Kellogg sees progress, challenges in frozen food

by Eric Schroeder
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NEW YORK — David MacKay, president and chief executive officer of Battle Creek, Mich.-based Kellogg Co., reflected on both the good and the bad within the company’s frozen foods business as part of a presentation at the Sanford C. Bernstein Strategic Decisions Conference held June 4 in New York.

While the bulk of Mr. MacKay’s comments at the conference centered mostly on the company’s cereal and snacks business, he did take time to point out some of the successes of the Kashi frozen entree line, which was first introduced in 2006 but over the past year has expanded with ethnic-inspired flavors.

“It’s done very well,” Mr. MacKay said of Kashi frozen entrees. “When you look at the Kashi entrees, the great thing is they’re very consistent with the brand; natural, very healthy relative to some of the other entrees you’d get. They don’t compete with the mainstream entrees that typically are sold very heavily on discount.”

He said that while the entrees have drawn new consumers into the Kashi franchise “they’re not going to be a massive part of the portfolio.”

“We’ve been spending a little bit of time ensuring that the margin and return from those products is where we want it to be, and we’re getting close to getting them there,” he said. “But I think they will be a positive, small, but healthy, part of Kashi as we go forward.”

On the other end of the spectrum, Mr. MacKay cited “self-inflicted wounds” in regards to Eggo Waffle plant disruptions that have affected sales of the frozen breakfast product over the past year.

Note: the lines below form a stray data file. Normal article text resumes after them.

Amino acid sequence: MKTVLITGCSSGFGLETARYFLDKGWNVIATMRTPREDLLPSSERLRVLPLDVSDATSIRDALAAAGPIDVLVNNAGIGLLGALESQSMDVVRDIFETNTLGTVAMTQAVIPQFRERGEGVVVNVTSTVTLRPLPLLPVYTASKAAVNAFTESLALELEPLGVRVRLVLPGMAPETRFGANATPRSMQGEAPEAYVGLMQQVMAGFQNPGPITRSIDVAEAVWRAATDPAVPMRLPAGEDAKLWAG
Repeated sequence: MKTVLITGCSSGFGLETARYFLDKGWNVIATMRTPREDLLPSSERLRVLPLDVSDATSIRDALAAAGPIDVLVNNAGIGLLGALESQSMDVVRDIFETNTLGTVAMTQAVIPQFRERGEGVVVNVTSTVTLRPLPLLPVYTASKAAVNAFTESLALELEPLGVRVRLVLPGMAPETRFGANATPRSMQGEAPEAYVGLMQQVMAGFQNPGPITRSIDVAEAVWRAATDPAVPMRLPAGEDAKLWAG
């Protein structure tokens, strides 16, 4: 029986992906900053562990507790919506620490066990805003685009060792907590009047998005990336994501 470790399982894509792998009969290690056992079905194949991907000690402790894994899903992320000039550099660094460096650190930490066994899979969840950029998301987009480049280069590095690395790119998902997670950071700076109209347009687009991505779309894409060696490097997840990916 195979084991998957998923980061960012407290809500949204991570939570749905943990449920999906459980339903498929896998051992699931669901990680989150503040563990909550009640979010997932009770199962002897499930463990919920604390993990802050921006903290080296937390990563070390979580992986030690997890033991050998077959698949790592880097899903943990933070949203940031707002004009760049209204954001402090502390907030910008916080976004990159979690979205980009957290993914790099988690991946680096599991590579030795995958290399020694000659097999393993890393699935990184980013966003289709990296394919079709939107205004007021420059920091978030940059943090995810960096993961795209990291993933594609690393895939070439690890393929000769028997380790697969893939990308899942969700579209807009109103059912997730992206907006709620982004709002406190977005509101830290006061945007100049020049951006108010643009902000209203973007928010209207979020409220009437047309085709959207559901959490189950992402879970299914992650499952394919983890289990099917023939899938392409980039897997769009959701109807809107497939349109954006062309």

“We took Rossville (Tenn.), which is our biggest plant, half of their network down, and were doing massive restorations on all sorts of parts of it — good sensible work to do,” he said. “When we tried to bring the plant back up, we inflicted a bit more damage on ourselves than we had ever intended, and it took us a long time to actually rectify and fix those. So that plant is now getting back to close to where it was six to nine months ago.”

He noted while Kellogg still expects Eggo to be a drag on the second quarter, the company has started to promote a little bit, and customer service levels are improving and retail partners are happy.

“Hopefully, as we head into the back half we won’t see that being a drag on our top line as we go forward,” Mr. MacKay said. “But over and above that, what it has taught us is we were probably running a little bit tight on capacity. So if anything went wrong, we had nowhere to go. So we are planning to look at the potential to add more capacity as we head toward the end of this year and into next year.”

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